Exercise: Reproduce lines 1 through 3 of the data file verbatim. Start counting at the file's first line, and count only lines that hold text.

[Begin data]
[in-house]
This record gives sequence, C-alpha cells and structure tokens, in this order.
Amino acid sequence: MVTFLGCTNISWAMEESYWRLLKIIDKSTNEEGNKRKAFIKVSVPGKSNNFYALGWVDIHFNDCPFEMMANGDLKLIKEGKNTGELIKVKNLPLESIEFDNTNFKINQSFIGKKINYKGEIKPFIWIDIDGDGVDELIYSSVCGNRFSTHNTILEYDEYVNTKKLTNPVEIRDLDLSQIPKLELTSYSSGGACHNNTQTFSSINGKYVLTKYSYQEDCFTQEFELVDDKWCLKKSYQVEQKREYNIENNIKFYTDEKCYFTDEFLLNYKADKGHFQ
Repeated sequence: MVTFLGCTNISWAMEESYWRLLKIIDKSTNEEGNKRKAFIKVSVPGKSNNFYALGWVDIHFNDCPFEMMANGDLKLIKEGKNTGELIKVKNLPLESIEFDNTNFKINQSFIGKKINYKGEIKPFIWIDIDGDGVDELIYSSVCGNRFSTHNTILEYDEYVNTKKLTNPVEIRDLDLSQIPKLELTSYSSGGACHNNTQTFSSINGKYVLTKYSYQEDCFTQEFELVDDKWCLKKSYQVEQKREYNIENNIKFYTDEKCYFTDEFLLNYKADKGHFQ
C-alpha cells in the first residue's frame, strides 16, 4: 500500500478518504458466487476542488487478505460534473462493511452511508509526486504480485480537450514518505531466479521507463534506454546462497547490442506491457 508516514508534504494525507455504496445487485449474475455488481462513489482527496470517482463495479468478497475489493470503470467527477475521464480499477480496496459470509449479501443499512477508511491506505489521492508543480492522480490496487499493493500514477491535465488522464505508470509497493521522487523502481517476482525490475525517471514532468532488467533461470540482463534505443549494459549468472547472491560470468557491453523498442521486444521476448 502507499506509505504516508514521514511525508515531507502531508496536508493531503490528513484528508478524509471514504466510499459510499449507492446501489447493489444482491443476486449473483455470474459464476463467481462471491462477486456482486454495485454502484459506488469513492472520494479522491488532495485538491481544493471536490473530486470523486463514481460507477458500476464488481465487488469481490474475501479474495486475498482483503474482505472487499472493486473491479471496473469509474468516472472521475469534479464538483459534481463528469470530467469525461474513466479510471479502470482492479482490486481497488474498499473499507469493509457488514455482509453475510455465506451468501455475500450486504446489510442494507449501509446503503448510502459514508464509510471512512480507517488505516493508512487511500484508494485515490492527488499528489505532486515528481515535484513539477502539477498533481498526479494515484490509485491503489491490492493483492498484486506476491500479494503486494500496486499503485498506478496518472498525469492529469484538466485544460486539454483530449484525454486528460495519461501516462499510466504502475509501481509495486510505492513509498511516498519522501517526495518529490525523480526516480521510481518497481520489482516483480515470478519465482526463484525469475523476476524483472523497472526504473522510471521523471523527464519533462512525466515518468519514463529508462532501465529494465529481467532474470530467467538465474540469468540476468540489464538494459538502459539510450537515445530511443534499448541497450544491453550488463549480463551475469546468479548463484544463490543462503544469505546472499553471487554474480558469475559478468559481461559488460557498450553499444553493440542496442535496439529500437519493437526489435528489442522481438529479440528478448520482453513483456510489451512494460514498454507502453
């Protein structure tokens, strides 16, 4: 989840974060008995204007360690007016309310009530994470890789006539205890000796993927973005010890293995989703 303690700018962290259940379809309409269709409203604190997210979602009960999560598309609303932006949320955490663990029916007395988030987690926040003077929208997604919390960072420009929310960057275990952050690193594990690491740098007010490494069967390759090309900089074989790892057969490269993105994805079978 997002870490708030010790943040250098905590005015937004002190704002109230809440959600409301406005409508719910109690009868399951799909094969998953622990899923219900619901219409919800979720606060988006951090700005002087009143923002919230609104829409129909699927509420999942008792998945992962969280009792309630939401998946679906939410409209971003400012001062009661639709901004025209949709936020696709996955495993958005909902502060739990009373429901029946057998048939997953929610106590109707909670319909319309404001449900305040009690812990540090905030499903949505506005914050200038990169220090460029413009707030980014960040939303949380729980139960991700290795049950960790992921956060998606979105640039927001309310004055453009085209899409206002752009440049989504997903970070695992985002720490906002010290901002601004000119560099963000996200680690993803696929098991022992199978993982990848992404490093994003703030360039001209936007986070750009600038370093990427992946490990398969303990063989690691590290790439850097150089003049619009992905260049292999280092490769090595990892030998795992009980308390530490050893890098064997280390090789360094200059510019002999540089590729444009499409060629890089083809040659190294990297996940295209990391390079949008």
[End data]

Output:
[in-house]
This record gives sequence, C-alpha cells and structure tokens, in this order.
Amino acid sequence: MVTFLGCTNISWAMEESYWRLLKIIDKSTNEEGNKRKAFIKVSVPGKSNNFYALGWVDIHFNDCPFEMMANGDLKLIKEGKNTGELIKVKNLPLESIEFDNTNFKINQSFIGKKINYKGEIKPFIWIDIDGDGVDELIYSSVCGNRFSTHNTILEYDEYVNTKKLTNPVEIRDLDLSQIPKLELTSYSSGGACHNNTQTFSSINGKYVLTKYSYQEDCFTQEFELVDDKWCLKKSYQVEQKREYNIENNIKFYTDEKCYFTDEFLLNYKADKGHFQ